I was rather amazed that I was able to inform Tom about the layout of an orchestra and history of music, composers, and music styles, even though it’s been 6 years since I’ve touched classical music.  I looked back and realized how much I appreciate my music education, because frankly, not as many people are learning musical instruments as before.  It’s rather fascinating that a lot of my friends I’ve met in my travels all stayed in touch because of knowledge of classical music.

Now I am determined to reconnect with violin again.

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Like a Fencing Match: Brevity vs. Detail

I recently noticed another subtle difference between the working culture here in Germany and North America.

I had to write an e-mail to all scholarship holders on a meeting in July, and coming from North America, it’s so easy to write very detailed instructions or next-steps. The reason is, frankly, North Americans want details; to the other extent, we’re kind of stupid or way too analytical of simple steps.

And when I presented the e-mail draft to Michaela, she was really surprised to see the length of it. We had to edit a lot, though in my mind I know there will be tons of unnecessary inquiries after mailing it.
It was the same when I edited my other colleague Martina, her friends’ daughter resume. It was short, and brief. Or rather, way too brief that I wanted to write one myself.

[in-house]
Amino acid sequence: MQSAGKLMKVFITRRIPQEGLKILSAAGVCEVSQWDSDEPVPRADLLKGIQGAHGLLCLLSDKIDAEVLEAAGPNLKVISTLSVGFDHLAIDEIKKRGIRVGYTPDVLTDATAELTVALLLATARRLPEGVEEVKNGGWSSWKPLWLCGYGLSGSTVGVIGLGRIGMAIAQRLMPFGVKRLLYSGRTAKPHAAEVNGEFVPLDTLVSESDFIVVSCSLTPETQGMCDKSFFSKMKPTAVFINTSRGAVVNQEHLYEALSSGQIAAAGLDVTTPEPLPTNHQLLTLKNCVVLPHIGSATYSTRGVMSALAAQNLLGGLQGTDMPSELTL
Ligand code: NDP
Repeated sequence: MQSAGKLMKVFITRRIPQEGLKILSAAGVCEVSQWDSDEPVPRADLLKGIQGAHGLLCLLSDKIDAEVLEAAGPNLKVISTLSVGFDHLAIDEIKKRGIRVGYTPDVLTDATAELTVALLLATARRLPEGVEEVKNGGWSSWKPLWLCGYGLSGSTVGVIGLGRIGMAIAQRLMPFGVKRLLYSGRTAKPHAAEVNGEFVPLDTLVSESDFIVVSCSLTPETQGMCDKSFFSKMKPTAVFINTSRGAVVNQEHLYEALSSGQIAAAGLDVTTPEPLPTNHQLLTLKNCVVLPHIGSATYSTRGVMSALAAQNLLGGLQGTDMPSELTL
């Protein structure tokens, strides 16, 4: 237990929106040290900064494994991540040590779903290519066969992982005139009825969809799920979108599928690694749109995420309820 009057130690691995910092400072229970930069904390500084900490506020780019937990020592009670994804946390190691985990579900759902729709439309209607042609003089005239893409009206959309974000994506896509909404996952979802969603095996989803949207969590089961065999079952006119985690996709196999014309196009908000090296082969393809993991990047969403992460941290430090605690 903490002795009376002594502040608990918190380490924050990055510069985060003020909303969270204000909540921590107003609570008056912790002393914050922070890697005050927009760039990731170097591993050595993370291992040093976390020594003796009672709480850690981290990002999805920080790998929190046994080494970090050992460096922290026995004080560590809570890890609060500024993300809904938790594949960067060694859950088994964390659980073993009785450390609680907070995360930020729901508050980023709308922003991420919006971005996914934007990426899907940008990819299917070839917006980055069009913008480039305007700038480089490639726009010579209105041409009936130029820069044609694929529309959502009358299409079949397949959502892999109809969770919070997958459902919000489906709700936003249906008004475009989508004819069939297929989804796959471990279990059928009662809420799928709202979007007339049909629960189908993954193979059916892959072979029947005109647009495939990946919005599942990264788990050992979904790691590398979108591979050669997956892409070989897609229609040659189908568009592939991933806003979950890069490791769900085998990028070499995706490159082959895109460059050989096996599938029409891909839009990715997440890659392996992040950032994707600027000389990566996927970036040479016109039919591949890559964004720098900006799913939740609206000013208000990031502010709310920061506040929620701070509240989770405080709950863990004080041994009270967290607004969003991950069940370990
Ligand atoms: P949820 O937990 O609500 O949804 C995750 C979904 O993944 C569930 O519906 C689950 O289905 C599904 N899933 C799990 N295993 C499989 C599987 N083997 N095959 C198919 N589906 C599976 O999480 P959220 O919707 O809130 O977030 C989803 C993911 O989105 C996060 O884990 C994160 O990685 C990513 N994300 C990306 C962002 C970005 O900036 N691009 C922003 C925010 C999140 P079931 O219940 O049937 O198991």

I later printed out my own resume and personal statement, and Martina was really shocked to see the length and details. “In Germany, we keep things short with job descriptions and application.”

And I think this cultural difference may have caused some difficulties and confusion between the administration here in Germany and the applicants from North America.

Though I have informed them of the administrative culture in North America regarding instructions and application, I think in the end it would be hard for the administrators here to accommodate that cultural aspect of North Americas, as they are used to brevity and precision.

And I guess if I applied for jobs in Germany, I may also encounter some difficulties as well. Probably employers would not be pleased to see my lengthy and detailed work experiences.